By Victoria Moorhouse
Updated Sep 21, 2016 @ 2:30 pm
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I’m down with physically and chemically exfoliating, cleansing, and moisturizing my face, but I can’t say dry brushing has made it into my routine… yet.

After a super soft yet firm brush designed for this very purpose and created by Aveda landed on my desk (you can watch their video on it here), though, I started to wonder if I’ve been doing my skin a great disservice because I’m not privy to the exercise.

I mean, I brush my hair once a day, but I wouldn’t think to do the same for my face.

And while I know full well the benefits of dry brushing your body (exfoliation, stimulating the lymphatic drainage system to help with puffiness, and reportedly reducing the appearance of cellulite), I’m completely lost on the facial aspect of the practice. So, as any curious beauty editor who asks 3,343 questions would, I went to a few pros to get the details.

First, dry brushing has a benefit that massage supposedly does not. “Both dry brushing and massage can detoxify and stimulate the circulation,” explains Slone Mathieu, Spa Director and Medical Aesthetician at Dream Spa Medical. "However, dry brushing exfoliates the skins, which defuses surface imperfections and allows pore congestion a direct pathway to purge. This exfoliation process also increases the absorption and efficacy of your products,” says Mathieu.

Products that work better? Yes, yes. I will accept that offer. And anything that can help me unclog my horrific (in my opinion) pores on my nose seems pretty darn great about now. Mathieu also tells me the process could help you get that coveted healthy glow—AKA, you'll look radiant without highlighter.

And exfoliation isn't something to underestimate. Dermatologist Dr. Hadley King tells me that over time, the practice "can speed up cell turnover and help minimize some of the effects of aging."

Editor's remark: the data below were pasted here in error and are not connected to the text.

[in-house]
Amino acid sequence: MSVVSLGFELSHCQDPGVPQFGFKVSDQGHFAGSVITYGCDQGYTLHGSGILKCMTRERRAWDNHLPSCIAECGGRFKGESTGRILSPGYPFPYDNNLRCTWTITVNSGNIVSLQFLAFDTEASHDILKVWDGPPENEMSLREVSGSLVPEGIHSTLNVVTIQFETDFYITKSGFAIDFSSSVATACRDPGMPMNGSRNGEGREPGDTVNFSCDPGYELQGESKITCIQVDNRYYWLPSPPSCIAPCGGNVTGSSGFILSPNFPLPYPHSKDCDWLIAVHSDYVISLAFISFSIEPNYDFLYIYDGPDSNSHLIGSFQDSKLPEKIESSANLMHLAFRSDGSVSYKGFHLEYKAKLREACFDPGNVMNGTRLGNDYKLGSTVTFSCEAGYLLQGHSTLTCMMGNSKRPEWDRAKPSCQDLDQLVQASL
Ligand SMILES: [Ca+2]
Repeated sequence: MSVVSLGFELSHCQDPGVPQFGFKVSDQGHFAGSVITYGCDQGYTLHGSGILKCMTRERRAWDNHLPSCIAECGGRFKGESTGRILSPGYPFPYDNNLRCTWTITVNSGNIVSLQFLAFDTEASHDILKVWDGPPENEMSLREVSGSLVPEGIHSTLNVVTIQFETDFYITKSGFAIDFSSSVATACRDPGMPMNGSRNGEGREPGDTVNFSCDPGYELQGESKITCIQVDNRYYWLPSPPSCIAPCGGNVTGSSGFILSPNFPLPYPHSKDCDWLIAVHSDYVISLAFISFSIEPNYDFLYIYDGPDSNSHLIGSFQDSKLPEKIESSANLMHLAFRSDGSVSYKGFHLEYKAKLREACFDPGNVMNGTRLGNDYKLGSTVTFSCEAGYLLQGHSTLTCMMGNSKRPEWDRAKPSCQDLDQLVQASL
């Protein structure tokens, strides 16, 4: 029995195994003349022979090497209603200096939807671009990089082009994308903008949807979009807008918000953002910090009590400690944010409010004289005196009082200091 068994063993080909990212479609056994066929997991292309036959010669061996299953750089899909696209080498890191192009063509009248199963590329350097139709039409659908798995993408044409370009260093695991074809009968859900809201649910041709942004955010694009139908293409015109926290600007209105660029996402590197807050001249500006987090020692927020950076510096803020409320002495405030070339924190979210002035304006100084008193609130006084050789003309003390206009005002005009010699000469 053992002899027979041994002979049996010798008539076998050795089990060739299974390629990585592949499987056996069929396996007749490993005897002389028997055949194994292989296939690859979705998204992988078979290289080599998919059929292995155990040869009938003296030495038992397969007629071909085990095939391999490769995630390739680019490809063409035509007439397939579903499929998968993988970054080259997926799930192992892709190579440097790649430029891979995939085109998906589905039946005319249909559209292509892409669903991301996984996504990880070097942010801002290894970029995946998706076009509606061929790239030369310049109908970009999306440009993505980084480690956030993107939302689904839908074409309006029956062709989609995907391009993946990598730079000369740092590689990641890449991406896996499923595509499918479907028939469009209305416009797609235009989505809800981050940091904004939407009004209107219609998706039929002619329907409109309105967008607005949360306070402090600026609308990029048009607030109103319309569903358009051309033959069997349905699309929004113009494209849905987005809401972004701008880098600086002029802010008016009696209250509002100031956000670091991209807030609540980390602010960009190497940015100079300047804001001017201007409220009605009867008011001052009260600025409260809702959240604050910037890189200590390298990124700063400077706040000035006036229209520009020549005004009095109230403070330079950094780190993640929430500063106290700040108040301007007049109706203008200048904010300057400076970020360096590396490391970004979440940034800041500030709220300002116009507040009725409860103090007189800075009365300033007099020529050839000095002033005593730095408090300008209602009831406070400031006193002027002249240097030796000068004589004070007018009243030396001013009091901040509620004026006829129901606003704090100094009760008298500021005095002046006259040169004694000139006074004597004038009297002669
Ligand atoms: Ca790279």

So now that you know what it does, you'll want to know how to do it, right?

Mathieu says you'll need a soft, synthetic brush, and she prefers this because they're easy to clean. Next, you'll want to apply the brush in upward strokes to a clean, dry, or damp face. Finally, Mathieu notes you should finish with a calming serum and a moisturizer.

Dr. King even notes you can use a wet cleansing brush, like the Instrumental Beauty products, for dry brushing.

However, it's not for everybody. Dr. King says if you have very dry or sensitive skin or prone to rosacea, you could experience irritation or flare-ups, so you might want to talk to your derm before getting started on any dry-brushing practice.

If you're one with normal or oily skin, Mathieu says she would recommend giving it a shot twice a week for up to five minutes.

Dr. King notes that at first, though, you might want to begin at only 30 seconds at a time to see how your skin reacts by repeating the process twice or three times a week. Then, depending on that result, she says you could slowly increase the interval of time dry brushing, but suggests stopping at about three minutes.